Now comes the fun part. When I decide to leave, the good news is that I get to deal with the two hour two-lane road portion early in the morning and put that behind me. The online maps suggest this route back to Austin. It's about 580 miles and all freeway from Monroe, Louisiana to Austin. That should take about 9 1/2 hours.

I'm always tempted to try an alternative. This route is the shortest in distance, about 535 miles, but according to the mapping software requires about 10 hours of driving time. But that road from Longview to I-35 in Round Rock is one long stretch of lonesome. It's very good for personal contemplation though!

One time I took the nearby route off I-20 going through Tyler and what a mistake that was. I wasted about 45 minutes going through Tyler traffic. This route avoids Tyler but I'm not sure if it makes more sense than just staying on the freeways, as fraying on the nerves as they can be.

Another one of the cons with this route is really bad radio for about 5 hours. Guess I should take some CDs, or just shut off the stereo and ... contemplate.

If anyone reading this has taken that route, let me know what you think. Regardless of the route, I'll be hitting the Austin city limits just at the start of our horrendous rush hour, unless I get a REALLY early start on this portion of the trip. A 7 AM departure -- at LEAST -- is mandatory.

After a few days of hearing Fox News at my mother's house, I don't think a 6 AM departure would be hard to achieve.

Tuesday, May 05, 2009

RIP Dom DeLuise

This is absolutely one of my favorite scenes from any film by any comic. I can't watch this and not laugh. Thank you, Dom, for years and years of laughing myself to tears.

He was 75 and will be missed.

Sunday, May 03, 2009

It's Official: We Elected a Moderate

Forget all the paranoid right-wing racist emails which still litter the internet regarding President Barack Obama. (I still love saying that after 8 years of the previous asshole. PRESIDENT Barack Obama!)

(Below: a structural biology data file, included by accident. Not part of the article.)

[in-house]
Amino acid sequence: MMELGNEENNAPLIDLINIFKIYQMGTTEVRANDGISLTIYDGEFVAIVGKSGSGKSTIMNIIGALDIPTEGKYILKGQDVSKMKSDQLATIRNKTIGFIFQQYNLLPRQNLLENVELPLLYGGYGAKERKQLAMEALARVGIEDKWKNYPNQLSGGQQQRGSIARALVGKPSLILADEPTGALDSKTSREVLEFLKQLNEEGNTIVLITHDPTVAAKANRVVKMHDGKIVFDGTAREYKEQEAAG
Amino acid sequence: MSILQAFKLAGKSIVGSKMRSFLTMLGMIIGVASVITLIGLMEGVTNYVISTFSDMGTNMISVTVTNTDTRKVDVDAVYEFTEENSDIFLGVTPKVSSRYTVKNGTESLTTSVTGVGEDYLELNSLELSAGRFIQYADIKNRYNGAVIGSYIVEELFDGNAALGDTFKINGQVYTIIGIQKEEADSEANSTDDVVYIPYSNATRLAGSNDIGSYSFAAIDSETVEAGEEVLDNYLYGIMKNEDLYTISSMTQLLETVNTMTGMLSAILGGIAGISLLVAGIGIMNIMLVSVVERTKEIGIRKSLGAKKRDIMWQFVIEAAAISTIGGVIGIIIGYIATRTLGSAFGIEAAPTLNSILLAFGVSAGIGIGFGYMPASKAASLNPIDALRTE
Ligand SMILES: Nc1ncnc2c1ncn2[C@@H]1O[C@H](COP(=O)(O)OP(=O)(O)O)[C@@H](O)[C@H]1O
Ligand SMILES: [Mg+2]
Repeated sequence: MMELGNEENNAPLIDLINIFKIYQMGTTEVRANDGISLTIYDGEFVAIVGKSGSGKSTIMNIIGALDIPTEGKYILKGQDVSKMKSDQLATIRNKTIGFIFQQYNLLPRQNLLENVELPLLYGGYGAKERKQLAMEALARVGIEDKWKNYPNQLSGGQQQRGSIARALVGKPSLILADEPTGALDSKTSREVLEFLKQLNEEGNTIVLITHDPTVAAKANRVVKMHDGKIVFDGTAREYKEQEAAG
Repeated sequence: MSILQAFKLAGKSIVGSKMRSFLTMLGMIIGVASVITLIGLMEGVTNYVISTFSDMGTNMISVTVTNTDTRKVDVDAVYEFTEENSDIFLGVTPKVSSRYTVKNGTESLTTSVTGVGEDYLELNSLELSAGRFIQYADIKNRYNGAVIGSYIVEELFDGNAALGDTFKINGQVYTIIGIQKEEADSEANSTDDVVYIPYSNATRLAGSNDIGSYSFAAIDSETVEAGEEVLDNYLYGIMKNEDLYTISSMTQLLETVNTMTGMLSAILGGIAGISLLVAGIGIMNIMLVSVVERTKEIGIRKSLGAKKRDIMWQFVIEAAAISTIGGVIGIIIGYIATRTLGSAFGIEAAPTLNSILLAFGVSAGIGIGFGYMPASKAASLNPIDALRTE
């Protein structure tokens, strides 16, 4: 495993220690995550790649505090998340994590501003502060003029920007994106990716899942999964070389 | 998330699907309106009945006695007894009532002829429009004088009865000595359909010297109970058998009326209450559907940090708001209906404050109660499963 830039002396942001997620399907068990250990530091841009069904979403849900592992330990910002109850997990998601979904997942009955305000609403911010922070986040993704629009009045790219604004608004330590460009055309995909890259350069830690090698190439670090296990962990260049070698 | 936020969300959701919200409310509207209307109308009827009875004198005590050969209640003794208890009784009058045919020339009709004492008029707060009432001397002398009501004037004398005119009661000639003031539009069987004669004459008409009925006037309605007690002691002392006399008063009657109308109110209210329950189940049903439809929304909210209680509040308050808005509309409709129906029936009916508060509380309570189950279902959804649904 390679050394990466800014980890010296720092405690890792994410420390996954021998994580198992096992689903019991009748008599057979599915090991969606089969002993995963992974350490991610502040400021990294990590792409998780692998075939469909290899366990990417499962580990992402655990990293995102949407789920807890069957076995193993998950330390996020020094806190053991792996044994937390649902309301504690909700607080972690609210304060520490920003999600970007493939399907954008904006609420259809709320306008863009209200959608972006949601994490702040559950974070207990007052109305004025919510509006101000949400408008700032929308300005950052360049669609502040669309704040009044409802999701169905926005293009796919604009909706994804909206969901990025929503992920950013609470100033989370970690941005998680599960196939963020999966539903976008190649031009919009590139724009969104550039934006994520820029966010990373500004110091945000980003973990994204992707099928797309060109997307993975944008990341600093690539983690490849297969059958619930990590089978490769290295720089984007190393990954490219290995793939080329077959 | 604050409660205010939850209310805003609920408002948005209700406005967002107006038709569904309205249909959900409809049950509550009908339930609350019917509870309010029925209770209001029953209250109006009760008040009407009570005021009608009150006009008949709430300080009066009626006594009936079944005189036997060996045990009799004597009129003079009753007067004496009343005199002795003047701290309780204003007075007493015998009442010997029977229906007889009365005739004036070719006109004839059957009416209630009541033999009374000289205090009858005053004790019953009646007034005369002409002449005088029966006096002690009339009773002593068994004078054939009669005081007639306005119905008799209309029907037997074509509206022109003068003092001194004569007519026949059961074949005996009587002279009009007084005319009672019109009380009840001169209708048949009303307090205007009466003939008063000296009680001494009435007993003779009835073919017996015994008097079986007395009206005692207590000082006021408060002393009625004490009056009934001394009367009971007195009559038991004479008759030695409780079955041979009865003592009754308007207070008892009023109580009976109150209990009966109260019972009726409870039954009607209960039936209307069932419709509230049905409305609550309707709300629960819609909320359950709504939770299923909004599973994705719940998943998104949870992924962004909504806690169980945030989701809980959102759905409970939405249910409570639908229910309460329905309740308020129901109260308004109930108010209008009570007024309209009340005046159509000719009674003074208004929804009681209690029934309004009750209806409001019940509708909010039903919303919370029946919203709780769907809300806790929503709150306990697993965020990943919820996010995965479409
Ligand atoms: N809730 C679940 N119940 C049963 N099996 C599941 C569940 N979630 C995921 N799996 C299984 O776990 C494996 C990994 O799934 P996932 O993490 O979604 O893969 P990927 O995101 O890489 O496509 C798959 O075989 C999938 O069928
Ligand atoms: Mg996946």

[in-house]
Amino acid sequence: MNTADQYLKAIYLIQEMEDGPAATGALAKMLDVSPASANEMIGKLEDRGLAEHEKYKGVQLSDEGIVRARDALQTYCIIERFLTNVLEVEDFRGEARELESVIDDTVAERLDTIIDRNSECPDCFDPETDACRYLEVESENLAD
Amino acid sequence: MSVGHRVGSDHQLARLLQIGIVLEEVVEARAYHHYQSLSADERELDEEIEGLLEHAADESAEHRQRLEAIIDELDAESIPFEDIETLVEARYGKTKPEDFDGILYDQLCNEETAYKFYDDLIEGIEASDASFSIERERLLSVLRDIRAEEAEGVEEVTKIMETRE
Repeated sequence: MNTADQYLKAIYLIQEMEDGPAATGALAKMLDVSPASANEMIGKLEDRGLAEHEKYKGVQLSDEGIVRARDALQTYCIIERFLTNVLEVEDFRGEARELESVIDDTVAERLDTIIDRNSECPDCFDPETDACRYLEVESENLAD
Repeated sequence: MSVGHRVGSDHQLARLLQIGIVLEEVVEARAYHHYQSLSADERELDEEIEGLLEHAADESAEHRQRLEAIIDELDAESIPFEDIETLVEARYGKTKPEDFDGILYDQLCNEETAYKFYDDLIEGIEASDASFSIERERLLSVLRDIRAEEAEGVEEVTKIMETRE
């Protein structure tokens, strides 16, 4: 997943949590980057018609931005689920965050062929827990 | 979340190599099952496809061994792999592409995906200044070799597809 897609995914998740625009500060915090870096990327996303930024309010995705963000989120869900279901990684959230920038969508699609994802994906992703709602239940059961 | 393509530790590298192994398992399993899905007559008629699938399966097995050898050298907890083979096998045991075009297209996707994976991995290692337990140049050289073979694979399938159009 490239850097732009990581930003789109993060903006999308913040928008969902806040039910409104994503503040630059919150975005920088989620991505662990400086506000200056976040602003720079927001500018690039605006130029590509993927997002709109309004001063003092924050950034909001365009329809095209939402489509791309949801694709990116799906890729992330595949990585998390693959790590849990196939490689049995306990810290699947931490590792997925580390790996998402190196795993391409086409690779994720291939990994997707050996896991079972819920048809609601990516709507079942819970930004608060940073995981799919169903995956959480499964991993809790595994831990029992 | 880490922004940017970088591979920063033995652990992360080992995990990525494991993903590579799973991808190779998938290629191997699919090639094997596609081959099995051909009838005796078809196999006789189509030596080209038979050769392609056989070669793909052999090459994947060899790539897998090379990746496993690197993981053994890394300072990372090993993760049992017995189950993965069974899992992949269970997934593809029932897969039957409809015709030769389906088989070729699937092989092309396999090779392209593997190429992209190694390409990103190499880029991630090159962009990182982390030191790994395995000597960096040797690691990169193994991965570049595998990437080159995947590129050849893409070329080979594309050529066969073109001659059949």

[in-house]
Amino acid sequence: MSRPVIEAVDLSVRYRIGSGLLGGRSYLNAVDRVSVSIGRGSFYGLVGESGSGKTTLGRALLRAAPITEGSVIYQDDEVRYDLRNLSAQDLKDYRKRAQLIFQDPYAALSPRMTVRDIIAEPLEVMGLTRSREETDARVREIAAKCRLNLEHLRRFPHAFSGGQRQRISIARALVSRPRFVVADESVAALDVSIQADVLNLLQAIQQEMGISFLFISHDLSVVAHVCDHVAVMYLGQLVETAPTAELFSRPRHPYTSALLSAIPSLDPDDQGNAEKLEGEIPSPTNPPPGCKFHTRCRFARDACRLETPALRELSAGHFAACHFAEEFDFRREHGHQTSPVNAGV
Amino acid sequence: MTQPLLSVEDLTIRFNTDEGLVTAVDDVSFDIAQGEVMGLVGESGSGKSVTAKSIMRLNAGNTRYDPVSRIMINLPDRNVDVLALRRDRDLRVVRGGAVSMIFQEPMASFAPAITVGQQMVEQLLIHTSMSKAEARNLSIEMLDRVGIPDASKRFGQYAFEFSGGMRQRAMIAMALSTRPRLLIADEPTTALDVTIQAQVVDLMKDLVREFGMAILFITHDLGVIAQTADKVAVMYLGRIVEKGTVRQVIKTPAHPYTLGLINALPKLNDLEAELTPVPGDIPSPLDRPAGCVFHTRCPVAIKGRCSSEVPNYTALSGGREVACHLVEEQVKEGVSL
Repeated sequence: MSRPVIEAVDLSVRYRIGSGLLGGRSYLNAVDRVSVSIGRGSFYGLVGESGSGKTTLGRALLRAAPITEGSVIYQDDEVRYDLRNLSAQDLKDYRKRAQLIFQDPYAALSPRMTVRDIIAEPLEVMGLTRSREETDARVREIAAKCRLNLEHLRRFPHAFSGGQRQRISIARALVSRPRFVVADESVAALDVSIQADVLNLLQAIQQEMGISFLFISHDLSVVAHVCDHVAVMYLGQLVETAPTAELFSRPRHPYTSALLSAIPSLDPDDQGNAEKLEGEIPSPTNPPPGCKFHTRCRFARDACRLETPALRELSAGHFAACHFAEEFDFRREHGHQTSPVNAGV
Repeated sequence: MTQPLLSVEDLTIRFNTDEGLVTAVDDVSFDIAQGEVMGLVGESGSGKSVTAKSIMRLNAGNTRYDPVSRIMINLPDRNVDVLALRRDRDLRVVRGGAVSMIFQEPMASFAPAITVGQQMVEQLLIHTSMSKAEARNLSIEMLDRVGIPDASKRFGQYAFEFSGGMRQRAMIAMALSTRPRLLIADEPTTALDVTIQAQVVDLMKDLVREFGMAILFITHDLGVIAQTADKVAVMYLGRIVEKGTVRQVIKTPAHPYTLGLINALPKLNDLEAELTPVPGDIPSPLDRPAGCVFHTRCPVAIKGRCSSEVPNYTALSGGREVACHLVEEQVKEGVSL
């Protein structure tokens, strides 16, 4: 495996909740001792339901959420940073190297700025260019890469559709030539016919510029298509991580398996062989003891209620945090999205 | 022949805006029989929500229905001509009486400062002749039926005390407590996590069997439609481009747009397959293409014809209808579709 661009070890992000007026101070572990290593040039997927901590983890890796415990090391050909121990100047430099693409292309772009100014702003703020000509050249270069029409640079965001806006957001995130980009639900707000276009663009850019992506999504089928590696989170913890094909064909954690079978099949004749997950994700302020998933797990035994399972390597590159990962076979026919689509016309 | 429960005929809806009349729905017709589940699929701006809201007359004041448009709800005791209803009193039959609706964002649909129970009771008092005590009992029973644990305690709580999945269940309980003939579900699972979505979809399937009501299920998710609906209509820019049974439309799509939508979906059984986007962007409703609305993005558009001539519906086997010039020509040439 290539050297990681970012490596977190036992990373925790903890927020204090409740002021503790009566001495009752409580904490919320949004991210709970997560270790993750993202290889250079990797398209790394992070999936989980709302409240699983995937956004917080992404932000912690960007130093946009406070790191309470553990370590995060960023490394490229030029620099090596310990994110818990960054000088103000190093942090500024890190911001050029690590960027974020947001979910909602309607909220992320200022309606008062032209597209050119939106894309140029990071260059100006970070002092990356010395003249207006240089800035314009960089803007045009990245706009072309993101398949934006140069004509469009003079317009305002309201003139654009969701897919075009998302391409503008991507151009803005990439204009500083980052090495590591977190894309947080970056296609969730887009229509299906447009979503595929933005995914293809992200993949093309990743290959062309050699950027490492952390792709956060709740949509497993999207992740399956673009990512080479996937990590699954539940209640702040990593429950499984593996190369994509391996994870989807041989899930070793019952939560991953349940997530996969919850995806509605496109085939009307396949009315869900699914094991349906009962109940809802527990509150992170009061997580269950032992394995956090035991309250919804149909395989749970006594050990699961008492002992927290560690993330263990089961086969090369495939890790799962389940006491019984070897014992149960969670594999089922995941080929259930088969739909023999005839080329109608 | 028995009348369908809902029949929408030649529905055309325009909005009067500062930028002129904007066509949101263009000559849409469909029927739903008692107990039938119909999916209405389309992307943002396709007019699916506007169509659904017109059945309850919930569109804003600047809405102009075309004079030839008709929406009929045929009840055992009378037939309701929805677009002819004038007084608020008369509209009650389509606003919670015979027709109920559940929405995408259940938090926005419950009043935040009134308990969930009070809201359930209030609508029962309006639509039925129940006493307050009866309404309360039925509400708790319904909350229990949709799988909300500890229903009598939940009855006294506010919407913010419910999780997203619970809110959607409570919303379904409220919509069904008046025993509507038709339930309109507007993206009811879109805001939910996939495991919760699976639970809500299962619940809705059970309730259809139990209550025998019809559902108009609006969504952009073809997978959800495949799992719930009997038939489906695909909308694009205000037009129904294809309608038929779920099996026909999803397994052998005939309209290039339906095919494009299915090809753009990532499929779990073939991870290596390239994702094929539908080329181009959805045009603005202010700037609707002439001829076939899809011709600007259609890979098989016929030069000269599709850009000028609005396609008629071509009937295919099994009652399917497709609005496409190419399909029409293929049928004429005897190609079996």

Forget most of the radical change those of us on the far left hoped for with his election. Barack Obama is simply a moderate. And that's still very refreshing after what we've been through.
Now Mr. Obama is preparing to select his first Supreme Court nominee to replace retiring Justice David H. Souter. In interviews, former colleagues and students say they have a fairly strong sense of the kind of justice he will favor: not a larger-than-life liberal to counter the conservative pyrotechnics of Justice Antonin Scalia, but a careful pragmatist with a limited view of the role of courts.

“His nominee will not create the proverbial shock and awe,” said Charles J. Ogletree, a Harvard professor who has known the president since his days as a student.

Mr. Obama believes the court must never get too far ahead of or behind public sentiment, they say. He may have a mandate for change, and Senate confirmation odds in his favor. But he has almost always disappointed those who expected someone in his position — he was Harvard’s first black law review president and one of the few minority members of the University of Chicago’s law faculty — to side consistently with liberals.

Saturday, May 02, 2009

An Actual Conversation

konagod: When you see a cat shitting behind the TV it probably means the litter box needs to be cleaned.

txrad: You could clean it.

txrad: They sound like U2.

konagod: Is it the Verve?

txrad: No, it's U2.

konagod: So, U2 sounds like U2. How does that relate to cat shit?

I need pot. More later, I'm sure.

Friday, May 01, 2009

Forrest Gump on Toot

Via Ronnie Walker on Facebook, crazy mother fucker.

Have you ever been on a real shrimp boat?

Friday Pussy Blog: Apathy Edition

Sissy barely opened her eyes for the photo session.

The Tot did the same... briefly opened then shut again. He has spent the entire afternoon in that one spot.

Happy, happy Friday! The weekend is here!

Friday Flora

txrad found a patch of these in our yard and they look like an orchid. There are native Texas orchids and we're not sure if this is one of them. We've never noticed these before now. Beautiful.